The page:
Ask Mr. Wizard

All-In-One Brewing System Advice


Ray Murphy — Cheektowaga, New York asks,

I am an all-grain brewer who has typically used a cooler mash tun. I recently bought an Anvil Foundry system, but have not brewed with it yet. Any advice for my first brew day with it? For example, things to know that might not be mentioned in the manual?


The Anvil Foundry is one of several mash-boil combination systems on the market using a removable cylinder with perforated bottom section to contain the mash. In contrast to the old school mash tun cooler design, these all-in-one (AIO) systems allow for step mashing using an electric heater element installed in the bottom of the kettle and a recirculation pump to flow heated wort onto a diffusion plate positioned above the mash. This allows uniform mash heating for step mashes as well as a handy way to prevent mash temperature from cooling during infusion mashes because, unlike coolers converted into mash tuns, these kits are not insulated (although removable insulation jackets are available).

I too switched from an old school cooler system to an AIO design two years ago and had my concerns. The biggest difference from my perspective is how wort collection is accomplished and controlled. Whether brewing small batches at home or large batches in a commercial brewery, using wort separation devices such as mash tuns, lauter tuns, Strainmasters, and mash filters, brewers can take samples of wort any time during wort collection and evaluate the color, clarity, and density. This is where AIO designs are most different than other brewing systems.

Instead of wort flowing out of one vessel, like your cooler cum mash tun, into another where sampling is easy, wort collection in AIO systems is accomplished by lifting the mash container/basket within the AIO mash tun/kettle and rotating to align support clips above a support ring. This allows wort to simply drain from the mash basket directly into the kettle. Pretty snazzy! And, just like with any other wort separation method, sparge water can be added to the top of the mash to rinse wort from the sponge-like grain bed.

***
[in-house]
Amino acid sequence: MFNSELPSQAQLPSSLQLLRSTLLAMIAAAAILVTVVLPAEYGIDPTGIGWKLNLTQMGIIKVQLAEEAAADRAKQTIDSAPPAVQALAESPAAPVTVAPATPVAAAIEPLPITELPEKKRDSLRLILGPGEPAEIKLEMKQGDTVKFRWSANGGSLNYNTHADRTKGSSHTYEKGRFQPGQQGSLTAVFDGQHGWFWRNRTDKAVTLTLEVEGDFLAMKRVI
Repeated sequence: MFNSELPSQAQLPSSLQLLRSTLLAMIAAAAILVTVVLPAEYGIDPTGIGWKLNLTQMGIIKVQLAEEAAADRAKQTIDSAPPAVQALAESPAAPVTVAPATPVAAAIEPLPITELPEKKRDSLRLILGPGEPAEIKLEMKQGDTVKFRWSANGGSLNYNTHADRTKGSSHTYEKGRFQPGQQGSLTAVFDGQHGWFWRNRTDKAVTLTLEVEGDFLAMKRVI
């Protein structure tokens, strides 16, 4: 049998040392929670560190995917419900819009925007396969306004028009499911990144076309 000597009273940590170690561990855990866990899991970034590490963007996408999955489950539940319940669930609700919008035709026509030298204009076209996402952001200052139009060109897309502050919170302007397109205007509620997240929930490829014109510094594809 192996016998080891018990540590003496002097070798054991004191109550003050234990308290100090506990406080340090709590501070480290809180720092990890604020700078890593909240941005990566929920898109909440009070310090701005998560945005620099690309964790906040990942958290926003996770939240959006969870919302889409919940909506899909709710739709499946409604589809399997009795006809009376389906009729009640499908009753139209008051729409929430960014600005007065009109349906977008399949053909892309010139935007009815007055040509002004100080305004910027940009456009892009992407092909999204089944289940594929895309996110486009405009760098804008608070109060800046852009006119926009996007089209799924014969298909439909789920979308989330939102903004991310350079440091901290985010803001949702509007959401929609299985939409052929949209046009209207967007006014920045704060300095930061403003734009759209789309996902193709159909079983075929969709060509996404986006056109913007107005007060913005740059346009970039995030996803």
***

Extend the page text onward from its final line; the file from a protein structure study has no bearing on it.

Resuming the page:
In my opinion, losing the ability to take wort samples during collection is the biggest sacrifice when transitioning from mash tun brewing to AIO brewing. It’s not the end of the world, but for cranky old dudes like me who like to monitor wort clarity and, more critically, wort gravity and pH, getting used to blindly collecting wort is weird. And it also makes gravity control more challenging because there is no way to determine when it’s time to stop sparging based on wort density flowing into the kettle, the only option is to sparge with a set volume of sparge water. 

My advice for first brews on any new brewing system is to minimize the number of things to worry about. This starts with the grist bill; choose a recipe with no more than about four malt types and skip flaked adjuncts and sticky stuff like rye for a future brew. When it comes to expected grain yield, don’t shoot for the moon by fine milling; start out with a coarse grist aimed at brewing ease over efficiency. If you typically use single-temperature mashing in your mash tun cooler, use a single temperature in your new AIO system. And if you have a regular recipe that runs like clockwork, brew that beer instead of something new and different.

The one piece of advice I wish I had followed when first using my AIO system was not to sparge. I still have a hard time suggesting not to sparge because . . . well, just because, dammit, that’s how brewers do brewing! Aside from some loss of extract and brewing tradition, skipping the sparge makes hitting the wort gravity target much easier because the wort density produced during mashing is the same as the pre-boil gravity and removes uncertainty that is inherent with sparging. The easiest way to control pre-boil gravity in no-sparge brewing is by varying the ratio of water-to-malt used in the mash. To calculate the volume of water required for some target, pre-boil gravity from an all-malt mash, use the following equation:

Liquor-to-Grist Ratio (wt/wt) = 3 x 20 °Plato ÷ (Pre-Boil Gravity).

If our target pre-boil gravity is 12 °Plato (1.048 SG), for example, the equation above indicates that the ratio of water-to-grist in our mash should be 5. And if our recipe calls for 8.25 lbs. (3.75 kg) of malt, we need to use 41.25 lbs. (18.75 kg) of water in the mash.

This general rule works because most base malts and lighter colored special malts contain about 80% soluble solids, 1 part malt plus 3 parts water equates to 25% of malt by weight, and a quarter of 80% is 20% or 20 °Plato. Math validation aside, no-sparge mashing makes the target gravity a bit easier to hit. Outside of sparging, all other process steps are similar with AIO systems and your first brew should be a familiar walk in the park!

Response by Ashton Lewis.